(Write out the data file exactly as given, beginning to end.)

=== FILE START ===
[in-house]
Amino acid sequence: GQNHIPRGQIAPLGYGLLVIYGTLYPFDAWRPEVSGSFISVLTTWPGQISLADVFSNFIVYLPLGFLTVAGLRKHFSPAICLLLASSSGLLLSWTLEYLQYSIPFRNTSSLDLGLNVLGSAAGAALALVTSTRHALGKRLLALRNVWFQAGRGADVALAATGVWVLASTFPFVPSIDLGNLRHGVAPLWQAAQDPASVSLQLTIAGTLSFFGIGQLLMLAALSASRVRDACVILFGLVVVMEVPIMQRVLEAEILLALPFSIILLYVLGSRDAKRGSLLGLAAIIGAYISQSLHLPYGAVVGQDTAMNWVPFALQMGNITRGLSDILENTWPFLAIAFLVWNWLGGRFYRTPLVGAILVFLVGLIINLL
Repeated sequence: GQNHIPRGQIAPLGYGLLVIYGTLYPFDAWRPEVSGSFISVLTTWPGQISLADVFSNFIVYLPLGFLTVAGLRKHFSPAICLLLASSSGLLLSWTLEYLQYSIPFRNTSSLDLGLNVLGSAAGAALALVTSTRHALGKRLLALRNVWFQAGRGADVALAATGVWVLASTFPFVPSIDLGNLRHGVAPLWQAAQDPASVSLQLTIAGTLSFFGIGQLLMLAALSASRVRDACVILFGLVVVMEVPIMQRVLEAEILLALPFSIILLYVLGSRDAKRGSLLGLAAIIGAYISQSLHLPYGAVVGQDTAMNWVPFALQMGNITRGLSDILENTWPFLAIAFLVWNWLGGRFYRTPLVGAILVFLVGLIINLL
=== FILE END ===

[in-house]
Amino acid sequence: GQNHIPRGQIAPLGYGLLVIYGTLYPFDAWRPEVSGSFISVLTTWPGQISLADVFSNFIVYLPLGFLTVAGLRKHFSPAICLLLASSSGLLLSWTLEYLQYSIPFRNTSSLDLGLNVLGSAAGAALALVTSTRHALGKRLLALRNVWFQAGRGADVALAATGVWVLASTFPFVPSIDLGNLRHGVAPLWQAAQDPASVSLQLTIAGTLSFFGIGQLLMLAALSASRVRDACVILFGLVVVMEVPIMQRVLEAEILLALPFSIILLYVLGSRDAKRGSLLGLAAIIGAYISQSLHLPYGAVVGQDTAMNWVPFALQMGNITRGLSDILENTWPFLAIAFLVWNWLGGRFYRTPLVGAILVFLVGLIINLL
Repeated sequence: GQNHIPRGQIAPLGYGLLVIYGTLYPFDAWRPEVSGSFISVLTTWPGQISLADVFSNFIVYLPLGFLTVAGLRKHFSPAICLLLASSSGLLLSWTLEYLQYSIPFRNTSSLDLGLNVLGSAAGAALALVTSTRHALGKRLLALRNVWFQAGRGADVALAATGVWVLASTFPFVPSIDLGNLRHGVAPLWQAAQDPASVSLQLTIAGTLSFFGIGQLLMLAALSASRVRDACVILFGLVVVMEVPIMQRVLEAEILLALPFSIILLYVLGSRDAKRGSLLGLAAIIGAYISQSLHLPYGAVVGQDTAMNWVPFALQMGNITRGLSDILENTWPFLAIAFLVWNWLGGRFYRTPLVGAILVFLVGLIINLL